Health Accolades - Innovative Hospital Award Winner 2022

Innovative Hospital: Allegheny General Hospital

Learn how this hospital network combines treatment for diabetes and heart disease with support for healthier food options.

In this series of hospital award winners, we're celebrating medical institutions that employ fresh and advanced approaches to patient care.

About three years ago, Linda Loving’s doctor asked her if she was getting enough to eat. She replied that she was eating what was affordable and convenient: fast food and sandwiches with processed meats. 

“Those foods, they kinda make you sluggish; you don’t want to do anything. You don’t want to get up and walk—you just want to lie around, and that’s what I was doing,” she says. 

Loving’s doctor told her she was close to being diagnosed with diabetes and would need to take medication. But the doctor also gave her another prescription: a referral to Allegheny Health Network’s (AHN) Healthy Food Center. The referral meant free access to healthy food, including fresh fruits and vegetables, and nutritional advice to prepare meals based on her health needs. 

“If I hadn’t gone there, I wouldn’t think to cook like that. I am eating a lot healthier than I was,” Loving says. 

The idea for the Healthy Food Center came from AHN’s realization that food insecurity often goes hand in hand with conditions such as diabetes and heart disease. People end up eating what’s accessible and affordable, which is typically heavily processed or fast foods. 

“A lot of times, when someone falls in the category of being food insecure, the first thing that gets cut out of the budget is produce,” says Colleen Ereditario, RD, MPH, program manager for the AHN Healthy Food Center.

Before AHN opened its pilot location in 2018, Ereditario says it screened for food insecurity in some hospital practices. When screenings came back showing a high number of people in need of help, AHN knew it was worth a try. Now Ereditario is the program manager for five sites that have provided 160,000 meals over the past four to five years. 

The Healthy Food Center isn’t like a regular food pantry—though it does partner with the Pittsburgh Community Food Bank for inventory—but that’s what Loving likes about it. She says she feels supported and encouraged by the staff. After each visit, Loving leaves with foods she wants to eat and recipes for how to prepare them. 

People can only use the Healthy Food Center with a referral from a doctor affiliated with one of AHN’s hospitals, and there are registered dietitians and diet techs on staff. The referral includes what’s going on with the person’s health, including whether they have diabetes, heart disease, high blood pressure, or anything else that’s important in understanding their nutritional status. Participants fill out an intake form on their first visit that helps staff understand their dietary needs and food insecurity.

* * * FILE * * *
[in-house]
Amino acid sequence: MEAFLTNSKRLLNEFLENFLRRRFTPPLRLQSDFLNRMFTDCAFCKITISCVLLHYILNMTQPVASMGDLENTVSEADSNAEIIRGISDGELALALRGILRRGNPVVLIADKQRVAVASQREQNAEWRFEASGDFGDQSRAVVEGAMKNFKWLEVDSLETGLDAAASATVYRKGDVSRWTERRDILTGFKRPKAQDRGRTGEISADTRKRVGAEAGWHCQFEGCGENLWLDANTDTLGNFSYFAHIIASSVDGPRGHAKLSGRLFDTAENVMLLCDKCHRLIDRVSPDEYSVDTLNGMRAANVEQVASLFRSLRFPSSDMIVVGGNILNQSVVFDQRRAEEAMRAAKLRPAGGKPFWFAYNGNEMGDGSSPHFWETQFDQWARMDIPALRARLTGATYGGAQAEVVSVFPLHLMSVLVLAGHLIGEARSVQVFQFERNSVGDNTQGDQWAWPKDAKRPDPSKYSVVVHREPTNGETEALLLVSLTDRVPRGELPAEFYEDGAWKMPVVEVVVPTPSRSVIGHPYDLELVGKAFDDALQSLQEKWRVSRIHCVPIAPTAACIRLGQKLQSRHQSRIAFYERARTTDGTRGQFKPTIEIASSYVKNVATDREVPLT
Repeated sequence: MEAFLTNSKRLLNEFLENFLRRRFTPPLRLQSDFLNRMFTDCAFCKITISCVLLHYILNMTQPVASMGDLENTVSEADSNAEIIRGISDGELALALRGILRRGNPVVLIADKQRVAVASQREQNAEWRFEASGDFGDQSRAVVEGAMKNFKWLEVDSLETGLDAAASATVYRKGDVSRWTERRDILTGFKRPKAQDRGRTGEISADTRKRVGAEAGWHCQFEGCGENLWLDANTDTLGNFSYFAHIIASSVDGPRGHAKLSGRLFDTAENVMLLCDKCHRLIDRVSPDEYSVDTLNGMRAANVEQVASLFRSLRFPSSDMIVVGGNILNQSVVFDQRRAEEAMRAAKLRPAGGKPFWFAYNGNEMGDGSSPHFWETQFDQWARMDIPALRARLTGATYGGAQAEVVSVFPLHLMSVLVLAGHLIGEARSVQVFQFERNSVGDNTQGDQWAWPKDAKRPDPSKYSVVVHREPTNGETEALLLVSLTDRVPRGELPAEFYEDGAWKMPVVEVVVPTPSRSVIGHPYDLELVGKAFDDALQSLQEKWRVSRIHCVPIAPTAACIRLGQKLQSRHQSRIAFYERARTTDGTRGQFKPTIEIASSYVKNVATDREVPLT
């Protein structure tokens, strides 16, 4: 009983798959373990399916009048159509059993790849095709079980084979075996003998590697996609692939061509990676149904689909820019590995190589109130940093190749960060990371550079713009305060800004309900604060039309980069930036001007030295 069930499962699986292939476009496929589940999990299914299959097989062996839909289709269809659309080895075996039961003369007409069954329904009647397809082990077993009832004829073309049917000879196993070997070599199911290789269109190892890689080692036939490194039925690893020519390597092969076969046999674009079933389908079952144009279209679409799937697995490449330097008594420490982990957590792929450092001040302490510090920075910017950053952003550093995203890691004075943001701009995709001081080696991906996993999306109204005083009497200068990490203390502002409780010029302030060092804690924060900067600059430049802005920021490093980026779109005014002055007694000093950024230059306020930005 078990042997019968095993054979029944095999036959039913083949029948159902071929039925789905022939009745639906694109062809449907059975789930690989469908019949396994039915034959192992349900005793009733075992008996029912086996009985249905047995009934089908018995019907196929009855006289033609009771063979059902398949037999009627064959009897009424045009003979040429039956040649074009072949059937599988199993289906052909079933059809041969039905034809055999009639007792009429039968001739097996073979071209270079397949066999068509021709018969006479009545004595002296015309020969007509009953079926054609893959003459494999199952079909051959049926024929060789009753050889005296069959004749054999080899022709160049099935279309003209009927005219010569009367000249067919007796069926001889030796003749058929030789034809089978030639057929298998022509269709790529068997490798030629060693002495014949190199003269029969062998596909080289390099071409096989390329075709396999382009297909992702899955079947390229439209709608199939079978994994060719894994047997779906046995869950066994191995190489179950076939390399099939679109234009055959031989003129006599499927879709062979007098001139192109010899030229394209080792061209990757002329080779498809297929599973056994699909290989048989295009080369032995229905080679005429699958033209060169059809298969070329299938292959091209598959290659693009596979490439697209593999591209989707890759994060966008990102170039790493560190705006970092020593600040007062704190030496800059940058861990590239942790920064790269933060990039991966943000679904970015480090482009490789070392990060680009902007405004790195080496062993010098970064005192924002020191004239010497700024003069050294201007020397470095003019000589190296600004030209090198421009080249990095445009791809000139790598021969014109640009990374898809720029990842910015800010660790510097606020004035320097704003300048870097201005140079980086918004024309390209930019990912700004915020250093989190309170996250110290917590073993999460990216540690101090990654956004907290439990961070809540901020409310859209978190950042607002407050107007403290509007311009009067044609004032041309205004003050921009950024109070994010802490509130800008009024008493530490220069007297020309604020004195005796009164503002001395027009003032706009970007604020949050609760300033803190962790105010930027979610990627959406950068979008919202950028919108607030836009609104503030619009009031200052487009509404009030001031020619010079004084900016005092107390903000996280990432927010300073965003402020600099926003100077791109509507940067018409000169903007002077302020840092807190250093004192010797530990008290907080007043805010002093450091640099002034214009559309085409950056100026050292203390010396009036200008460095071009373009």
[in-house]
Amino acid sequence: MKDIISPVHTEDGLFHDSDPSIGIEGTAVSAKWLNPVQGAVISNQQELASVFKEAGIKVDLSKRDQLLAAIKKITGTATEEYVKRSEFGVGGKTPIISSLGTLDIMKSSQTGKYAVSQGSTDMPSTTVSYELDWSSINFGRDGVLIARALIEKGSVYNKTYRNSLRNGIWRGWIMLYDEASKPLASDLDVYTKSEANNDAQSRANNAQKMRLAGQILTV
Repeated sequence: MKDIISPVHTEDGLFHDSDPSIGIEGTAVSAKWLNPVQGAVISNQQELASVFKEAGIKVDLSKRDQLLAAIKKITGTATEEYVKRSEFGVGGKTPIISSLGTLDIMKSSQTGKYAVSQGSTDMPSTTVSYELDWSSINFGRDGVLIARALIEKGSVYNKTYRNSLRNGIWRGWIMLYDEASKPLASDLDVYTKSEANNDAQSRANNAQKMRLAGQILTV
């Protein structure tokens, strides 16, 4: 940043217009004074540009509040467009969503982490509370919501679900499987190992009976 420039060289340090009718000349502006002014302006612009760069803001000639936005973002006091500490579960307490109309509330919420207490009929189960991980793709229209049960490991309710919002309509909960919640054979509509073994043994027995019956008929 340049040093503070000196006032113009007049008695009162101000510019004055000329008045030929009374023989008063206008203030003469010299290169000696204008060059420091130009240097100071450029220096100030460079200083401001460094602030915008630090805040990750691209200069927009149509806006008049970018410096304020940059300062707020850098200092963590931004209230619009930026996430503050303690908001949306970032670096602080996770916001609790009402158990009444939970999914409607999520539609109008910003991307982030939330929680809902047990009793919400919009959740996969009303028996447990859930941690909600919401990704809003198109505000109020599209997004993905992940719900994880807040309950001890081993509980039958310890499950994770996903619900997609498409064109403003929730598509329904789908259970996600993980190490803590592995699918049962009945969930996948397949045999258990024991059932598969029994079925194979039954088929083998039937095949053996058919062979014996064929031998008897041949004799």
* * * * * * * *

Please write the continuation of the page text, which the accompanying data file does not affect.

Once a dietitian knows what their needs are, they can start making recommendations, showing people how to read nutrition labels while food shopping, and introducing new fruits and vegetables. The Healthy Food Center will also connect people with other community resources, such as Food Trust in order to get coupons for produce at farmers’ markets and Traveler’s Aid for transportation to and from the Center. 

Ereditario credits the Center’s success with its ability to combine access to healthy foods and education in one place. She says people want the education once they have access to the foods being recommended. 

“Pittsburgh has one of the largest food deserts,” Ereditario says. “If you throw a transportation barrier on top of that, people really have a hard time accessing fruits and vegetables. It makes it [difficult] to manage your health when you don’t have access to healthy foods.” 

Loving admitted she had never touched zucchini and squash before, but now she adds them to one of her favorite meals: fresh vegetable stew. The 72-year-old also noticed a difference in how she feels after making these dietary changes. 

“When I started eating more fruits and vegetables, I kind of got a little more perky. Then after I would eat, I wanted to go for a walk just to get some exercise in,” she says. 

Loving is among many who have changed their eating habits thanks to the Healthy Food Center. According to Ereditario, 90% of participants surveyed said that the center helped them to eat more fruits and vegetables, and they noticed improvements in their health and well-being.

AHN tracks the program’s success through participant surveys and by looking at nutrition-related labs, such as A1C levels, blood pressure, and cholesterol. “We’ve seen a positive trend in those clinical outcomes,” says Ereditario. “We’ve seen people’s A1C drop.”

According to Loving, her labs are trending in the right direction. She’s focused on getting the levels low enough to stop taking that medication, which her doctor said could depend on her diet. She says, “Everything depends on your diet, and I’m thinking, Okay, then I need to do something about the diet. And that’s what I did.”

This article was fact checked by Morgan Mullings.

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